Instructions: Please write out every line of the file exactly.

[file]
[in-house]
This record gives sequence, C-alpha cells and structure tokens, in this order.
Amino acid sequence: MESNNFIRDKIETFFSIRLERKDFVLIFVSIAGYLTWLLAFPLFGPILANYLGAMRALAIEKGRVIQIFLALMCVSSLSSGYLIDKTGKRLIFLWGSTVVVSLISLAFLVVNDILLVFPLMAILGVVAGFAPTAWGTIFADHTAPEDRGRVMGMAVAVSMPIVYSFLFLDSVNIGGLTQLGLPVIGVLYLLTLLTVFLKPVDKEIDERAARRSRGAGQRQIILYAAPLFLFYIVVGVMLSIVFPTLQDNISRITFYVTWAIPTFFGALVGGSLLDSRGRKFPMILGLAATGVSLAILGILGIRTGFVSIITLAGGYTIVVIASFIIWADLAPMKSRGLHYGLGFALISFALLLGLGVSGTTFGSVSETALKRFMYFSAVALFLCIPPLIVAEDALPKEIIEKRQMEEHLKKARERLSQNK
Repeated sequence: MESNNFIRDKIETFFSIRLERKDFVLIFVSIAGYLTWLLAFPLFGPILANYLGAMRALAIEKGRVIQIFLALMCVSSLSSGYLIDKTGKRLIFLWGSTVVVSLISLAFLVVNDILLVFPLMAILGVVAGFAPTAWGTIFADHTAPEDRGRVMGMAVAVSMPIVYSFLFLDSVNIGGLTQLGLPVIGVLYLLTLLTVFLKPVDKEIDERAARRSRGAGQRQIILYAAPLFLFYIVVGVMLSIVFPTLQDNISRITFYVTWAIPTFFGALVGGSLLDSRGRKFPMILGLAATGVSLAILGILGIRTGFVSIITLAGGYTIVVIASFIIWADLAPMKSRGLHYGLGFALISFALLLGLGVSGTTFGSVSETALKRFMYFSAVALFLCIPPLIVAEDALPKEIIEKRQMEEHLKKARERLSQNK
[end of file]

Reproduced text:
[in-house]
This record gives sequence, C-alpha cells and structure tokens, in this order.
Amino acid sequence: MESNNFIRDKIETFFSIRLERKDFVLIFVSIAGYLTWLLAFPLFGPILANYLGAMRALAIEKGRVIQIFLALMCVSSLSSGYLIDKTGKRLIFLWGSTVVVSLISLAFLVVNDILLVFPLMAILGVVAGFAPTAWGTIFADHTAPEDRGRVMGMAVAVSMPIVYSFLFLDSVNIGGLTQLGLPVIGVLYLLTLLTVFLKPVDKEIDERAARRSRGAGQRQIILYAAPLFLFYIVVGVMLSIVFPTLQDNISRITFYVTWAIPTFFGALVGGSLLDSRGRKFPMILGLAATGVSLAILGILGIRTGFVSIITLAGGYTIVVIASFIIWADLAPMKSRGLHYGLGFALISFALLLGLGVSGTTFGSVSETALKRFMYFSAVALFLCIPPLIVAEDALPKEIIEKRQMEEHLKKARERLSQNK
Repeated sequence: MESNNFIRDKIETFFSIRLERKDFVLIFVSIAGYLTWLLAFPLFGPILANYLGAMRALAIEKGRVIQIFLALMCVSSLSSGYLIDKTGKRLIFLWGSTVVVSLISLAFLVVNDILLVFPLMAILGVVAGFAPTAWGTIFADHTAPEDRGRVMGMAVAVSMPIVYSFLFLDSVNIGGLTQLGLPVIGVLYLLTLLTVFLKPVDKEIDERAARRSRGAGQRQIILYAAPLFLFYIVVGVMLSIVFPTLQDNISRITFYVTWAIPTFFGALVGGSLLDSRGRKFPMILGLAATGVSLAILGILGIRTGFVSIITLAGGYTIVVIASFIIWADLAPMKSRGLHYGLGFALISFALLLGLGVSGTTFGSVSETALKRFMYFSAVALFLCIPPLIVAEDALPKEIIEKRQMEEHLKKARERLSQNK